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A guide to Cob and Lime Maintenance

By: admin | March 3, 2018 | 36 Comment/s

Con and Lime maintenance - How to take care of your cob house and keep it beautiful

Cob and Lime Maintenance

We talk a lot about restoring cob and lime buildings on this site – probably because by the time Earthouse has received a phone call, there is already a problem! In this blog we are going to talk about maintaining your building so that you do not get to this point.

Unfortunately, if you can see the problem, it generally means there is something underlying. In the worst cases we have seen, this has been severe damage due to complete deterioration of the cob structure. The most common reason customers contact us is to say that there is a crack in their plaster, or a damp patch has appeared. When we hear this, we know that the issue will be that a cob or stone wall has been rendered using modern cementitious render. Modern cementitious renders have their place; on modern buildings with a damp course and effective air circulation systems. They were never meant to be used on cob or stone walls and consequently cause problems.

Water damage to decorative plaster

Water damage to decorative plaster

The damage is almost always caused by water ingress. Modern cementitious renders are waterproof; this means that if water somehow gets in it cannot escape, so it remains within the structure and moisture builds up over time. The frost and thaw process aggravates this deterioration, resulting in the cob degrading into a topsoil-like substance.

However, cob buildings if treated correctly can last for hundreds or even thousands of years; as long as you are prepared to spend money putting right what previous generations have got wrong, there is no reason your building cannot last for a similar timespan. In addition to this, conservation officers will no longer allow you to render cob in sand and cement, as this does not conserve the integrity of the building.

Cob and Lime Specialists

As a cob and lime specialist, if we can see cracking or damp on your walls, we will assume that there could be issues with the underlying cob. They may also say that they cannot diagnose the extent of any damage without being able to see beneath the plaster. As a guide, if you have excessive or large visible cracks to the render, you should expect a number of cob repairs.

Whilst it is straightforward to give a cost for lime rendering per square metre, it can be difficult to provide a quotation for remedial cob work. Generally Earthouse advises customers to allow a 15-20% contingency for cob repairs, although this may differ depending on the situation. There is no steadfast way to deduce the state of the cob without taking the render off; we have worked on properties where the render looks fine, but the cob is really badly affected underneath. Conversely we have taken off badly damaged render expecting the worst, only to find that minimal cob repairs were required.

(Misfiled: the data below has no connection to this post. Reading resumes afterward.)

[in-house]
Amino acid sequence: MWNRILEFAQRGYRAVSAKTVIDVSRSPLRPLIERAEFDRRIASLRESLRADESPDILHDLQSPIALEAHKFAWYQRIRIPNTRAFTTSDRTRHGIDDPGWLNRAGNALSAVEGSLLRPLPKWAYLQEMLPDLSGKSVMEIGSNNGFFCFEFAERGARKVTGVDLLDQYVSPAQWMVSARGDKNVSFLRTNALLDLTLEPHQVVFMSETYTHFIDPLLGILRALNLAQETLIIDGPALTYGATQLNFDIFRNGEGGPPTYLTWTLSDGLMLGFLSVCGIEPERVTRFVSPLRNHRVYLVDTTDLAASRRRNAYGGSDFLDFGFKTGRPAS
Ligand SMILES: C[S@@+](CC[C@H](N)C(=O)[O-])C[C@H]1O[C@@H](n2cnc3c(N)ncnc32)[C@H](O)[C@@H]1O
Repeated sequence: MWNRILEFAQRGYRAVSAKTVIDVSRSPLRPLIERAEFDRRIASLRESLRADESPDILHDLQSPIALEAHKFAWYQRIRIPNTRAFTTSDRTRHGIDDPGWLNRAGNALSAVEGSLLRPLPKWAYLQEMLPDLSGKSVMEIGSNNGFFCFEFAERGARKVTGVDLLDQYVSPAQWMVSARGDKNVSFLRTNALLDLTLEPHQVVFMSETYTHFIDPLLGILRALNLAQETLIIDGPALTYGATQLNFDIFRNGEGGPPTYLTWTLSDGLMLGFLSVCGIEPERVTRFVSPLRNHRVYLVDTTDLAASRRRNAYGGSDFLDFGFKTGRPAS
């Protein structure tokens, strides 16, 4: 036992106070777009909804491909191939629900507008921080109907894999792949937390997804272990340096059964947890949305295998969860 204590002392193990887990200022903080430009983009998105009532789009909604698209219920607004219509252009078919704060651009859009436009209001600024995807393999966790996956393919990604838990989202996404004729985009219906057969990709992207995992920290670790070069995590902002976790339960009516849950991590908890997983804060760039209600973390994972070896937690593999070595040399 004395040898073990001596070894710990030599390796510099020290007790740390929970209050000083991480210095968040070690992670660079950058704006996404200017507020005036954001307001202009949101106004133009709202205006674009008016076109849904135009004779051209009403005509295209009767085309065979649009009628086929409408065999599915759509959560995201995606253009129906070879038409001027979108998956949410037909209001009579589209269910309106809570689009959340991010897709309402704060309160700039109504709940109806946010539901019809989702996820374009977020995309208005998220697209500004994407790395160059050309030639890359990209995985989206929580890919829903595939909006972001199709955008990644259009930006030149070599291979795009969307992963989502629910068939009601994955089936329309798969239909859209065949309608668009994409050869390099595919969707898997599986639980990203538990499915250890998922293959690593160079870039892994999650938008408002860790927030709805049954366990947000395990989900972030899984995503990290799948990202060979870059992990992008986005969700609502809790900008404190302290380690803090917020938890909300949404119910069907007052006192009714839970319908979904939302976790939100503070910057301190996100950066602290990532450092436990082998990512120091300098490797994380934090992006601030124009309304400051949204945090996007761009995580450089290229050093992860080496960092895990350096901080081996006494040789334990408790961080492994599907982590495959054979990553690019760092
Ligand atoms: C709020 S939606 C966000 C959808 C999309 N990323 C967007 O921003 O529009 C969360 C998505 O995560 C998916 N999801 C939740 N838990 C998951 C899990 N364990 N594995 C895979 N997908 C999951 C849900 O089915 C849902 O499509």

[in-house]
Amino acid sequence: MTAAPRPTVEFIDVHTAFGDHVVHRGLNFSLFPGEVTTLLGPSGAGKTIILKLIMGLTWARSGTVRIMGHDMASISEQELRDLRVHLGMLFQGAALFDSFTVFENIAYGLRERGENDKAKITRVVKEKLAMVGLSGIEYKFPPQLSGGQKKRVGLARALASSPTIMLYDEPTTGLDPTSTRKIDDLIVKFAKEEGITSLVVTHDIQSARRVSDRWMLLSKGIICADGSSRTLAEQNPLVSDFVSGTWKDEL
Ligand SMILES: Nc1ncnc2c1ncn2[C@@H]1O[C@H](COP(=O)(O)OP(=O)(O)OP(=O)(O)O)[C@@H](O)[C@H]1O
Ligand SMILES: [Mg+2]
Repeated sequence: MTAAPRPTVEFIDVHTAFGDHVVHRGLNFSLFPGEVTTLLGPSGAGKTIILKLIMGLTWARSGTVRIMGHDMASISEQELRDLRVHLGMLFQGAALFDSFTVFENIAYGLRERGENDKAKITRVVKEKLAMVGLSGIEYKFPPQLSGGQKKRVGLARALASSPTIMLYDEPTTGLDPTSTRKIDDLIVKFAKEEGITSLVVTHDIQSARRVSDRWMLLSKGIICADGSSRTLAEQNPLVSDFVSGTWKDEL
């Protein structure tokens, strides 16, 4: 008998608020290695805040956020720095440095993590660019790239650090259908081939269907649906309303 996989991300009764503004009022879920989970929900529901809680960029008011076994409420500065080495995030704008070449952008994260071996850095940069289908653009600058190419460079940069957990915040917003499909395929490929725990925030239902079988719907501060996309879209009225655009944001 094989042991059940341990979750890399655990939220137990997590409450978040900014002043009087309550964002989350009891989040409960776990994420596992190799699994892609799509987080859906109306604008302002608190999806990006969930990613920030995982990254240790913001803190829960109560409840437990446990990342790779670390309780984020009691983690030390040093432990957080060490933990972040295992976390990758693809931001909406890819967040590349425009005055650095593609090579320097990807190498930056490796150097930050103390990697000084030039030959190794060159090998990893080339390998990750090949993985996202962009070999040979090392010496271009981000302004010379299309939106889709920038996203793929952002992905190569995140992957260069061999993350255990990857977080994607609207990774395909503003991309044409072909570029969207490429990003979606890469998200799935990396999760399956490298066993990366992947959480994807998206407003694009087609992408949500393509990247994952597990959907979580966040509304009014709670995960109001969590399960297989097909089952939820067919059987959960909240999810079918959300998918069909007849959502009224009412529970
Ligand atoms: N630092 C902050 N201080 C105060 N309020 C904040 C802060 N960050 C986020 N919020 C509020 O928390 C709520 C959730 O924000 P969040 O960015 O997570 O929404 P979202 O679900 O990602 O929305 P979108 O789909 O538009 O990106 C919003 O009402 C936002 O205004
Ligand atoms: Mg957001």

Structural repair to cob wall

This shows an extreme example where the cob structure had been undermined at the base of the wall and was subsequently repaired by Earthouse

How to avoid cob deterioration

If you have a cob property there are things that you can do to maintain the integrity of your building.

Cob cottage with cementitious render removed

Cob cottage with cementitious render removed

  • Prior to buying a cob property, you might consider asking a cob and lime specialist to accompany you on a site visit. If the property has been rendered in anything other than lime it may be that you can negotiate on the price, as ideally you would re-render the house.
  • If you suspect a cob property has been plastered in cementitious materials, ask the surveyor to confirm the render material and the paint used.
  • If your house is cob, always consult a builder that has specialist knowledge of cob and lime render.
  • Remove aggressive creeping plants at the earliest opportunity as they can damage structures. Be aware that any plant or tree that touches the building can affect the render negatively, particularly if it is windy.
  • Damaged or blocked guttering is probably the most common cause of water ingress; check your gutters and ensure they are cleared regularly.
  • Thatched houses tend not to have guttering; ensure there is an alternative way to drain excess water away from the house, for example via a French drain soakaway.
  • If you have anything other than lime render on your walls we would suggest that you remove this internally and externally. If you have a cob property, this will then need to be re-rendered in lime based products. Stone or brick properties without a damp course will need to be treated with lime based mortars throughout.
  • If removing the render internally and externally throughout the house is not an affordable option, it may be that there are key areas that you could restore to prevent further damage.
  • Use the correct decoration on walls that have already been lime rendered. We recommend lime wash or you could choose one of the excellent silica based paints internally. Externally you also have the option of using a casein distemper or a clay based paint. Please see our blog Lime Wash vs Silica Paint for more detail.
  • If you decide to use lime wash, bear in mind that you will need to re-decorate within 3-5 years to maintain your aesthetics.

Finally if you are concerned about your property, please contact us. We are able to provide free advice about the best way to approach any remedial or preventative work.

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